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Disability and human rights

Series, Lucy ORCID: 2019. Disability and human rights. Watson, Nick and Vehmas, Simo, eds. Routledge Handbook of Disability Studies: Second Edition, Routledge, pp. 72-88.

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This chapter provides the history of human rights, the development of the disability Convention, and its main features and achievements. It examines some key areas of discussion and debate emerging in the literature on disability and human rights. Human rights are legal and moral norms that aim to both define and protect fundamental freedoms and entitlements for all humans. An appreciation of contemporary disability human rights, as embodied by the Convention on the Rights of Persons with Disabilities (CRPD), requires an understanding of what came before. Politically engaged organisations led by disabled people developed distinctive understandings of rights and equality, based around social and minority rights understandings of disability. Disability advocacy organisations began to designate policy officers to follow human rights developments. The purpose of the CRPD is ‘to promote, protect and ensure the full and equal enjoyment of all human rights and fundamental freedoms by all persons with disabilities, and to promote respect for their inherent dignity’.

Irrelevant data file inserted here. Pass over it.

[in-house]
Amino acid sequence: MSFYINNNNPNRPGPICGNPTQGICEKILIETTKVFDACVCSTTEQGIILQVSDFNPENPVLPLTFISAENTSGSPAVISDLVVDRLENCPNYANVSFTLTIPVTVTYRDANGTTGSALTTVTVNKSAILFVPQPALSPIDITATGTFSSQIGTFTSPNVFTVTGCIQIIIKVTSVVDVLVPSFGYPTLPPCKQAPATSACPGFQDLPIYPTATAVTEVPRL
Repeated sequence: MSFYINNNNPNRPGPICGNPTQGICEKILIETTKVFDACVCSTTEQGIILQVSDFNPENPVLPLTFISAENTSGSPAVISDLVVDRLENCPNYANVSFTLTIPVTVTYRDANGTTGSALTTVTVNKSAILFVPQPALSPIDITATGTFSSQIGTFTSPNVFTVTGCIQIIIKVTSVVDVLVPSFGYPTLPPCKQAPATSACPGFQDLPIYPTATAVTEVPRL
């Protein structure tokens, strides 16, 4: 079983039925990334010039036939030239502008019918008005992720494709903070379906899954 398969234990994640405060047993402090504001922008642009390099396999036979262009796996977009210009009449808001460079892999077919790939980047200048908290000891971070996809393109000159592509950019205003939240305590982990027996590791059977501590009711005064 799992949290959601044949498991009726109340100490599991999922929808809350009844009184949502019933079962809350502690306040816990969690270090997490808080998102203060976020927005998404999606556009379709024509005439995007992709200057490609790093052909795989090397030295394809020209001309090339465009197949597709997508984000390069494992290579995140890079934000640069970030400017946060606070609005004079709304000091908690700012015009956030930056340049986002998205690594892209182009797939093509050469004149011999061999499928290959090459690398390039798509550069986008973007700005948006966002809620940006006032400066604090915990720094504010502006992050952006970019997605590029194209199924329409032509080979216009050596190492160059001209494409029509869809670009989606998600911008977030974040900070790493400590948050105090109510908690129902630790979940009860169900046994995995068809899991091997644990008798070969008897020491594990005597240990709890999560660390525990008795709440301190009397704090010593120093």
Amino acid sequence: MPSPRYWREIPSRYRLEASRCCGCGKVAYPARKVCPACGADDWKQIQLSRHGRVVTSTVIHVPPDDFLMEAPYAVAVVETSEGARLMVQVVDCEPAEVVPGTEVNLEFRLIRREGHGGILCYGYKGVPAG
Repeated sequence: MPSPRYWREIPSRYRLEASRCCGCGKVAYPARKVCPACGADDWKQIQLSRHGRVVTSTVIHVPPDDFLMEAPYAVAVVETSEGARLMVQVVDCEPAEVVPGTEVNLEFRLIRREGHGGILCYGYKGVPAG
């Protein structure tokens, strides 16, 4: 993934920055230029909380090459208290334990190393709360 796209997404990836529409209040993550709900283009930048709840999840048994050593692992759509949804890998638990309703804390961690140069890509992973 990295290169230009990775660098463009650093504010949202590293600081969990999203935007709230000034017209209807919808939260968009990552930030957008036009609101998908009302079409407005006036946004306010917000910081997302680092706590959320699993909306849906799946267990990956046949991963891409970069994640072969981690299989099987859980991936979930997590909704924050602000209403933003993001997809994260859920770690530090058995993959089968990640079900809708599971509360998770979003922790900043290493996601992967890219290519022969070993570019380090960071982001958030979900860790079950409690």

Item Type: Book Section
Date Type: Publication
Status: Published
Schools: Law
Publisher: Routledge
ISBN: 9781138365308
Funders: Wellcome Trust
Related URLs:
Date of First Compliant Deposit: 1 June 2020
Last Modified: 07 Nov 2022 10:17

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